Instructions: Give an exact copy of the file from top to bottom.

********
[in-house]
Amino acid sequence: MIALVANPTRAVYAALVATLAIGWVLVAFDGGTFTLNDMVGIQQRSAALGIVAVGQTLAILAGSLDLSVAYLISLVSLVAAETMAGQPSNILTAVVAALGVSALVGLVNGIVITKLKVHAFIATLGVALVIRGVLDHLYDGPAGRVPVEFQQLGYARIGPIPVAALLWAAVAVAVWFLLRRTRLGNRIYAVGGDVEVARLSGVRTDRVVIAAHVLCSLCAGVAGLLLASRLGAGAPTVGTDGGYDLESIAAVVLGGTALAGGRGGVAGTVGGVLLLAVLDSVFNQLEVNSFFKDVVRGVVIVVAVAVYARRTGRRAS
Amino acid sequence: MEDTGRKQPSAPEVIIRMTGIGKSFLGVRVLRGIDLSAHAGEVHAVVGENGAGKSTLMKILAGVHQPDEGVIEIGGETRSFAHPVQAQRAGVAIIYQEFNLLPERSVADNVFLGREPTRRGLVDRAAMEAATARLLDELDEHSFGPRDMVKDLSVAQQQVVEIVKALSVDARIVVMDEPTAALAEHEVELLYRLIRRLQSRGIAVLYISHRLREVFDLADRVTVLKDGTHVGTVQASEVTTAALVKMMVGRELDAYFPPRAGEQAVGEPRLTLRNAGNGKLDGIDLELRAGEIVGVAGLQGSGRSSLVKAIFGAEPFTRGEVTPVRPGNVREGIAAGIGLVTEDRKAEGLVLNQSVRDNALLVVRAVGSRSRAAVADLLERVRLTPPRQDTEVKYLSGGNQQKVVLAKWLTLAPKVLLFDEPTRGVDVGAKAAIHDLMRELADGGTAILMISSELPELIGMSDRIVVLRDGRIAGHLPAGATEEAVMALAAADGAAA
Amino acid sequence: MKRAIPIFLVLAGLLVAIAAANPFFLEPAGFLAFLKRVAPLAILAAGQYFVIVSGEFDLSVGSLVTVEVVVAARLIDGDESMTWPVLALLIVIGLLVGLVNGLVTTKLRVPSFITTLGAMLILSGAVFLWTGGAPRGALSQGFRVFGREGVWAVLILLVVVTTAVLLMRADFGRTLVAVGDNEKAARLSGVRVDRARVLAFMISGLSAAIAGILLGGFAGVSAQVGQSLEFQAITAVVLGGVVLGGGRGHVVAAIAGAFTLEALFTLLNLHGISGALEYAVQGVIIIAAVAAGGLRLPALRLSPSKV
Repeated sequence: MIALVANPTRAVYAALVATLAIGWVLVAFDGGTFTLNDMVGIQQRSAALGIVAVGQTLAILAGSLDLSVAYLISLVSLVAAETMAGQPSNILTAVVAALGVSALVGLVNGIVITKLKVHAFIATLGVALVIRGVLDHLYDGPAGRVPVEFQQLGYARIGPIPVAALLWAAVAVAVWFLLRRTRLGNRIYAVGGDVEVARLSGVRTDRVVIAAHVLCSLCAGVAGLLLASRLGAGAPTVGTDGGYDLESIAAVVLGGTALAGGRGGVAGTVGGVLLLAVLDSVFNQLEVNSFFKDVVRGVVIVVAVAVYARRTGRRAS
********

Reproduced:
[in-house]
Amino acid sequence: MIALVANPTRAVYAALVATLAIGWVLVAFDGGTFTLNDMVGIQQRSAALGIVAVGQTLAILAGSLDLSVAYLISLVSLVAAETMAGQPSNILTAVVAALGVSALVGLVNGIVITKLKVHAFIATLGVALVIRGVLDHLYDGPAGRVPVEFQQLGYARIGPIPVAALLWAAVAVAVWFLLRRTRLGNRIYAVGGDVEVARLSGVRTDRVVIAAHVLCSLCAGVAGLLLASRLGAGAPTVGTDGGYDLESIAAVVLGGTALAGGRGGVAGTVGGVLLLAVLDSVFNQLEVNSFFKDVVRGVVIVVAVAVYARRTGRRAS
Amino acid sequence: MEDTGRKQPSAPEVIIRMTGIGKSFLGVRVLRGIDLSAHAGEVHAVVGENGAGKSTLMKILAGVHQPDEGVIEIGGETRSFAHPVQAQRAGVAIIYQEFNLLPERSVADNVFLGREPTRRGLVDRAAMEAATARLLDELDEHSFGPRDMVKDLSVAQQQVVEIVKALSVDARIVVMDEPTAALAEHEVELLYRLIRRLQSRGIAVLYISHRLREVFDLADRVTVLKDGTHVGTVQASEVTTAALVKMMVGRELDAYFPPRAGEQAVGEPRLTLRNAGNGKLDGIDLELRAGEIVGVAGLQGSGRSSLVKAIFGAEPFTRGEVTPVRPGNVREGIAAGIGLVTEDRKAEGLVLNQSVRDNALLVVRAVGSRSRAAVADLLERVRLTPPRQDTEVKYLSGGNQQKVVLAKWLTLAPKVLLFDEPTRGVDVGAKAAIHDLMRELADGGTAILMISSELPELIGMSDRIVVLRDGRIAGHLPAGATEEAVMALAAADGAAA
Amino acid sequence: MKRAIPIFLVLAGLLVAIAAANPFFLEPAGFLAFLKRVAPLAILAAGQYFVIVSGEFDLSVGSLVTVEVVVAARLIDGDESMTWPVLALLIVIGLLVGLVNGLVTTKLRVPSFITTLGAMLILSGAVFLWTGGAPRGALSQGFRVFGREGVWAVLILLVVVTTAVLLMRADFGRTLVAVGDNEKAARLSGVRVDRARVLAFMISGLSAAIAGILLGGFAGVSAQVGQSLEFQAITAVVLGGVVLGGGRGHVVAAIAGAFTLEALFTLLNLHGISGALEYAVQGVIIIAAVAAGGLRLPALRLSPSKV
Repeated sequence: MIALVANPTRAVYAALVATLAIGWVLVAFDGGTFTLNDMVGIQQRSAALGIVAVGQTLAILAGSLDLSVAYLISLVSLVAAETMAGQPSNILTAVVAALGVSALVGLVNGIVITKLKVHAFIATLGVALVIRGVLDHLYDGPAGRVPVEFQQLGYARIGPIPVAALLWAAVAVAVWFLLRRTRLGNRIYAVGGDVEVARLSGVRTDRVVIAAHVLCSLCAGVAGLLLASRLGAGAPTVGTDGGYDLESIAAVVLGGTALAGGRGGVAGTVGGVLLLAVLDSVFNQLEVNSFFKDVVRGVVIVVAVAVYARRTGRRAS